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Friday, November 11, 2011

HOME RECORDING at ZERO COST (...well, almost). PART 2/3


First off I will obviously leave you the freedom to organize your base as you wish, choosing the midi instruments (like drums) and creating the structure of the song.
If you're interested in recording just the guitar, on the web there's plenty of free bass, keyboard and drum loops, which can be sequenced with softwares like the free ACID XPRESS, among the others.

If you want to record you own voice, or bass, or other instrument, instead, you can just plug into the audio interface or mixer (if you record vocals is recommended to use the XRL input, click here for a dedicated article about Recording Vocals), same if you want to microphone your amp, either case make sure the input level is high enough, (you can check it into the input section of your DAW), but not so high that it's cut from the program, otherwise it will distort (Click Here for an in-depth article about Gain Staging).
We're going to add the effects later.
The Bass should instead be recorded straight with the jack into the interface, trying to get a good starting sound using the tone pots and the right pickup configuration (click here for a dedicated article about guitar and bass pickups).
Finally, in order to record the keyboard, if we don't want to use them as a midi controller but we just want to record the audio from the line output, we need to keep in mind that, in order to get a stereo sound, we need to use both of its line out (left and right), on two separated tracks to be able to play adequately with the stereophony; in this case too, 99% of the sound shaping should be done directly from the keyboard.


After these few first basic recording suggestions, let's focus on the guitar, which is our main topic :)
We take for granted that you've already installed the audio interface drivers, the DAW, and you have already done a base, with loops, or synths, or recorded instruments. Import the base into a new multitrack project and when everything is set, there are basically two ways to record your guitar on the DAW:

- Directly on your audio interface or mixer, dry (and then we'll add plugins) or with some hardware amp simulator.


- Microphoning the amp.


If you choose to go directly into your interface or mixer, it is probably because you can't make too much noise at your place, so this method allows you to get the sound you need without bothering who's around you, working with the headphones. Nowadays the market is full of good hardware guitar processors that simulates the response of real amps, cabinets, stompboxes and everything else, and the price range in pretty wide on this field too, which goes from the cheaper models (ZOOM), to the mid-price zone (LINE6 and DIGITECH), all the way to the highest-end (FRACTAL AUDIO, KEMPER).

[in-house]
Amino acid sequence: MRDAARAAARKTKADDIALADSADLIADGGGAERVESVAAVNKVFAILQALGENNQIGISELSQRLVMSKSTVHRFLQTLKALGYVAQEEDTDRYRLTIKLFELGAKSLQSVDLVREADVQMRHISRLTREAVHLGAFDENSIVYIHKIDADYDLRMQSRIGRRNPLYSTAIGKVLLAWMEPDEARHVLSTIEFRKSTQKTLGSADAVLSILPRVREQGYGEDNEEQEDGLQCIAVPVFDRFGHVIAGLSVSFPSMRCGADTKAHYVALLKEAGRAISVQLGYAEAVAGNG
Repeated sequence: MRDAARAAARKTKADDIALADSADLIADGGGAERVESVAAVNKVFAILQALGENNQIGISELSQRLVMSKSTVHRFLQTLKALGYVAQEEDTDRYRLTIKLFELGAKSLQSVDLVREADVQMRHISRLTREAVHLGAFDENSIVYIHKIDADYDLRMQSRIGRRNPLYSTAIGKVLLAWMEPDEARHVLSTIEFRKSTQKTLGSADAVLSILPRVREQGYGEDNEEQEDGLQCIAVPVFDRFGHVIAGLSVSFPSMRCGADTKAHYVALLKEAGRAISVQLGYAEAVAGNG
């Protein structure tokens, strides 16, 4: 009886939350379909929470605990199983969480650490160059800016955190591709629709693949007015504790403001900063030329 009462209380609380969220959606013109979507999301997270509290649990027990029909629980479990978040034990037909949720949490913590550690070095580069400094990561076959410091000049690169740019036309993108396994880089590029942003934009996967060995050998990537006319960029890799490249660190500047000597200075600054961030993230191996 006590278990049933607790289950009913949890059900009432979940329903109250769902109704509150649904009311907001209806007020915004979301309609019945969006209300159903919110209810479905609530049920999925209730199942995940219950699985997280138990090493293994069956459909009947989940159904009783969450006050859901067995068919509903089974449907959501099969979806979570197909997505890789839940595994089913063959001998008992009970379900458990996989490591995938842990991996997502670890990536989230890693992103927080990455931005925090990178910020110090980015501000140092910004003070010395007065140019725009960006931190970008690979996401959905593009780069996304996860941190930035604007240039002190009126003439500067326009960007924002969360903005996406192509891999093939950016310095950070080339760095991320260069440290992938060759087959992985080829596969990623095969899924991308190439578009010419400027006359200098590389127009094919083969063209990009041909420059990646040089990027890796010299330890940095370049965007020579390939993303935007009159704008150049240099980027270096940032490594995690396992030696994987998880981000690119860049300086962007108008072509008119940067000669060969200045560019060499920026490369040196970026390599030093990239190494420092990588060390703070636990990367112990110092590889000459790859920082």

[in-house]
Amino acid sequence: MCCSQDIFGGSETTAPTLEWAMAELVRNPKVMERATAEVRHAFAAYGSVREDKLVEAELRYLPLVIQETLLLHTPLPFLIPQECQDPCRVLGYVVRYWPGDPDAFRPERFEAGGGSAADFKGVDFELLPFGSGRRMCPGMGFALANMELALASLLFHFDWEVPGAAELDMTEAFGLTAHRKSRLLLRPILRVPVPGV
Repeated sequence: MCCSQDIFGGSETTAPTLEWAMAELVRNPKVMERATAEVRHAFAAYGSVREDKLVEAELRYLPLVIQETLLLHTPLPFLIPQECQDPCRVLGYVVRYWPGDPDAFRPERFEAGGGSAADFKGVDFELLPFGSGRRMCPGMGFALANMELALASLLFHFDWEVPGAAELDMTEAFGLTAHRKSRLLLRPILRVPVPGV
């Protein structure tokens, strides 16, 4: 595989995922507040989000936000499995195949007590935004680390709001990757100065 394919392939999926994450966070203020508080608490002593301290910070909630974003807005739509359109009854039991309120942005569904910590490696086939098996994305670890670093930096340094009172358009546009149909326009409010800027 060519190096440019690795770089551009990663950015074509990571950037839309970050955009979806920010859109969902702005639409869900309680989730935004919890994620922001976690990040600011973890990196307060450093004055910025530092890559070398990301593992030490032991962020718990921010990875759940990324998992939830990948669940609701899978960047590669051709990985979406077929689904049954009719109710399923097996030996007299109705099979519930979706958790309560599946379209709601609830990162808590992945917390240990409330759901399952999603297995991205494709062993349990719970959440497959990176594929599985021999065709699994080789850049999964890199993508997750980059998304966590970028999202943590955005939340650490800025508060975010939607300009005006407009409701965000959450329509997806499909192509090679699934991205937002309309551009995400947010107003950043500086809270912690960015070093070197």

These devices allows you to get a good guitar sound and go straight on your DAW without miking a cabinet, but if you (rightfully) want to hear the full roar of your amplifier (better if tube-driven) and your pedalboard that costed you a fortune, you will surely want to microphone your cabinet. There's plenty of microphones out there, and some are made specifically for the guitar, like the SHURE SM57, or some SENNHEISER, among the others.
There are many ways to microphone a cabinet: close miking, or a bit more far to catch some of the room reverb, straight to the cone or inclined, pointing the center of the cone or some point between the center and the border.
Here Is An In-Depth guide about How to Microphone your Guitar Amp.
As I already said before, whether you chose to record directly into the interface, or to microphone the amp, make sure to not cross the 0db, in order to leave the sound wave on its full integrity.

Important: keep in mind that the tracking phase, which is phase in which the sound is acquired into the project, it's the 60% of the final result! The single tracks can later be modified, obviously, but the original timbre of the sound will remain the same, thus I suggest you to keep recording until you reach the best starting sound and performance performance you can, don't settle with a mediocre result!


CLICK HERE FOR THE PART 1/3 OF THIS TUTORIAL


CLICK HERE FOR THE PART 3/3 OF THIS TUTORIAL


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